March 27, 2015
A number of notable but purely symbolic employment-related amendments were passed as part of the Senate budget resolution bill that was approved this week. The votes involved amendments to the congressional budget resolution and do not actually amend or enact any laws. Most notable was a vaguely worded amendment by Sen. Patty Murray (D-WA), passed by 61 to 39, which is being portrayed as a victory for paid leave because it garnered the support of 15 Republicans, including HELP Committee Chairman Lamar Alexander (R-TN). However, the language of the amendment is virtually indecipherable:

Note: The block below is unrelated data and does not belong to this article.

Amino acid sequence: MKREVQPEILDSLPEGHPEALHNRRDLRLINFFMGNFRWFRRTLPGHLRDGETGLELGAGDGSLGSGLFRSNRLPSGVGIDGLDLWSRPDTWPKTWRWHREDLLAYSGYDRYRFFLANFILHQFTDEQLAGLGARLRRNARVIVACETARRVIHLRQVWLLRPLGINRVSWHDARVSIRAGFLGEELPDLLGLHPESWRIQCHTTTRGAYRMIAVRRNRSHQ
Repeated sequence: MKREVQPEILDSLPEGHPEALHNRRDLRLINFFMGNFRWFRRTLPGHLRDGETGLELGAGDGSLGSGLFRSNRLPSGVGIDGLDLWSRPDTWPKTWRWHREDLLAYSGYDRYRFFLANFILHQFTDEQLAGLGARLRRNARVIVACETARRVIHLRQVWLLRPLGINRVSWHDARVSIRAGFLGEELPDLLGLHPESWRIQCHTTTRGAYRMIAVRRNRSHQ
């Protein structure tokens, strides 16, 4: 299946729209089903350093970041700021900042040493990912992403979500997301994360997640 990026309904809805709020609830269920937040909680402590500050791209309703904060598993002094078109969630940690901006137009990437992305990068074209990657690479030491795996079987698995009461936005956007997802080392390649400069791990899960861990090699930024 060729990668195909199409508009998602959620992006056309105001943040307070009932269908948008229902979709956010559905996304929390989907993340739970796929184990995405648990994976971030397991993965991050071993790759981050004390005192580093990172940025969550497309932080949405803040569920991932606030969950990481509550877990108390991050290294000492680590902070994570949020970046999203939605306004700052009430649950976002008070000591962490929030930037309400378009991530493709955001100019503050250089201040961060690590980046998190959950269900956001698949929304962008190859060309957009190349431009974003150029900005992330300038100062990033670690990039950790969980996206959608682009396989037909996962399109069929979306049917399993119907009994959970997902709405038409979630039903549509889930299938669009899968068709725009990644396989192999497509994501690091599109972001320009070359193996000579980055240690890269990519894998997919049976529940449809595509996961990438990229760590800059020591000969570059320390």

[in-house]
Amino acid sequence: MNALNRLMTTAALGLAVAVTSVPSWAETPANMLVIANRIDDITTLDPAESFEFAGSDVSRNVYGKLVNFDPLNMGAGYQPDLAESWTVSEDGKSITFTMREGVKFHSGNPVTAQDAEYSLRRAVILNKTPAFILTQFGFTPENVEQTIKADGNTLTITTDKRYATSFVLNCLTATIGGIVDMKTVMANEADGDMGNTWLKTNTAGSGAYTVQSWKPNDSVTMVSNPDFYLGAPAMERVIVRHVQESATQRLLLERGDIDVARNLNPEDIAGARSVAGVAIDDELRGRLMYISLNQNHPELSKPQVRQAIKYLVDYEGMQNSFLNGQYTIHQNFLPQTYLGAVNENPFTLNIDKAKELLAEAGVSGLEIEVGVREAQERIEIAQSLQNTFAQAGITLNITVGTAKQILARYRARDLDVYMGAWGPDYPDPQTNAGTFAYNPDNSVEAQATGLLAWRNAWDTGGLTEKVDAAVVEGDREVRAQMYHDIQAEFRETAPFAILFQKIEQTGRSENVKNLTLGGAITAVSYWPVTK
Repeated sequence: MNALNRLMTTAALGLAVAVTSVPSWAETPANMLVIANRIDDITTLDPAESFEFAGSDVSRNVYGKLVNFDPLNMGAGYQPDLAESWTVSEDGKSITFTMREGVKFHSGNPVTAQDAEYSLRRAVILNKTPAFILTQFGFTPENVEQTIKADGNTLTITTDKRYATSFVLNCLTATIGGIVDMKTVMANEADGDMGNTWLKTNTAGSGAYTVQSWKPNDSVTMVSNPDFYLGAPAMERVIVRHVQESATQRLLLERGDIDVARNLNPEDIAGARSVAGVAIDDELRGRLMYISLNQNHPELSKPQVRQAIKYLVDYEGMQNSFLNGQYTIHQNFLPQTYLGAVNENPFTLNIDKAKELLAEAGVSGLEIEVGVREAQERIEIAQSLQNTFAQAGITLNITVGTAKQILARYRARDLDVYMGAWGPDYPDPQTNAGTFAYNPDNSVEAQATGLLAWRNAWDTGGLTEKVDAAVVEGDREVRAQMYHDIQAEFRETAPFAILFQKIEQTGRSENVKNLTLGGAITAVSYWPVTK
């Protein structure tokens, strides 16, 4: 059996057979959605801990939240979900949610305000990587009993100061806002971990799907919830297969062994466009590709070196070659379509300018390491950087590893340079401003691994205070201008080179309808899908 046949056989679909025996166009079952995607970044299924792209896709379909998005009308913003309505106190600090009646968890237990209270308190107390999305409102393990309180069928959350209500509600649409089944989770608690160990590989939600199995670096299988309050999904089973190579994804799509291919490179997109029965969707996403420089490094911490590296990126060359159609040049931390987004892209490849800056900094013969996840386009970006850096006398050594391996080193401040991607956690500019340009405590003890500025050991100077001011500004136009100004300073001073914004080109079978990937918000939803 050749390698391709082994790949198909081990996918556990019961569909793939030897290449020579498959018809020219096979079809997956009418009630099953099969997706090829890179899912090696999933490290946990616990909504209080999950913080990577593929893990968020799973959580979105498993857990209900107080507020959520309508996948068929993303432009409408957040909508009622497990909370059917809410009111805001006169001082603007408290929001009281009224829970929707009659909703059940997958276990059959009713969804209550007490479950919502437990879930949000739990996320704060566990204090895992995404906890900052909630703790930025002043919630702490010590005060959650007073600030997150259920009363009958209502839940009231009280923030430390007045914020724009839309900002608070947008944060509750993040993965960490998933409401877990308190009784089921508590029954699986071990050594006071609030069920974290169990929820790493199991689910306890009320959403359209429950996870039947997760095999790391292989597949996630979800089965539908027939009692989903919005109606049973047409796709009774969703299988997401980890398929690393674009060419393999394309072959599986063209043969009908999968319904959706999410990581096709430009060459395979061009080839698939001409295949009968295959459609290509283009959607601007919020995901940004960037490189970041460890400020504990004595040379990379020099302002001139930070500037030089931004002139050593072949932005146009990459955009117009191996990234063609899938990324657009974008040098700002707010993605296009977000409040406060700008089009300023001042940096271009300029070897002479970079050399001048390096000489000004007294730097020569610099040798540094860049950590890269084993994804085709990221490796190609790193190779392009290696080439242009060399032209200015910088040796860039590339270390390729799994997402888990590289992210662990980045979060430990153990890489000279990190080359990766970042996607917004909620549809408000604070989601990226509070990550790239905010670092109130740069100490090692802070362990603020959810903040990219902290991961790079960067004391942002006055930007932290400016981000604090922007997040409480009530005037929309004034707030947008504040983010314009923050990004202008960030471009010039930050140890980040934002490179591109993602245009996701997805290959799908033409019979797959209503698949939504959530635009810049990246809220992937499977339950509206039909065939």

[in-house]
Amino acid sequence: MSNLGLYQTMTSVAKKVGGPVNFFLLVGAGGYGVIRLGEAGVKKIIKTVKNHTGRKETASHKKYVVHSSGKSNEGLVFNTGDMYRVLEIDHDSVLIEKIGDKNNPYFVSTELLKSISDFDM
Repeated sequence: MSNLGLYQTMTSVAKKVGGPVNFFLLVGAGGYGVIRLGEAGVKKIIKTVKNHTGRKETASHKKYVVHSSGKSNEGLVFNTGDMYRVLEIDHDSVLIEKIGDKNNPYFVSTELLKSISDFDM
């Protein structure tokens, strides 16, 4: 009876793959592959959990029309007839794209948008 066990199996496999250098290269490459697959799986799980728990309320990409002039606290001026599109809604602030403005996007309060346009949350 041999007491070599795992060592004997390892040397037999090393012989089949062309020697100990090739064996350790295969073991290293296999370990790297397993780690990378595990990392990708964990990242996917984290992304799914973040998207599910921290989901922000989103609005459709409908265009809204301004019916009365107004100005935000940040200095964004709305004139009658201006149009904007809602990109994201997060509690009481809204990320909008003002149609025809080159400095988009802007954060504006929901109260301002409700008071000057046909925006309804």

The Chairman of the Committee on the Budget of the Senate may revise the allocations of a committee or committees, aggregates, and other appropriate levels in this resolution for one or more bills, joint resolutions, amendments, amendments between the Houses, motions, or conference reports relating to efforts to improve workplace benefits and reduce health care costs, which may include measures to allow Americans to earn paid sick time to address their own health needs and the health needs of their families, and to promote equal employment opportunities, by the amounts provided in such legislation for those purposes, provided that such legislation would not increase the deficit over either the period of the total of fiscal years 2016 through 2020 or the period of the total of fiscal years 2016 through 2025.Another amendment by Sen. Deb Fischer (R-NE), also passed 61 to 39, seeks to prevent retaliation against employees for discussing wage information. The amendment was offered as an alternative to a broader measure incorporating the Paycheck Fairness Act, offered by Sen. Barbara Mikulski (D-MD), which was defeated by a vote of 45 to 54. Amendments were also offered involving reasonable accommodation of pregnant women, which passed 100 to 0, and two involving minimum wage increases. One authorizing a "substantial increase," offered by Sen. Bernie Sanders (I-VT), was rejected by 48 to 52. An amendment by Sen. Mark Kirk (R-IL) to reaffirm the ability of states to enact a higher minimum wage than the federal level was passed by 57 to 43. The Senate and House passed budget resolutions will now have to be reconciled and then sent to the President, who has indicated he may veto the bill.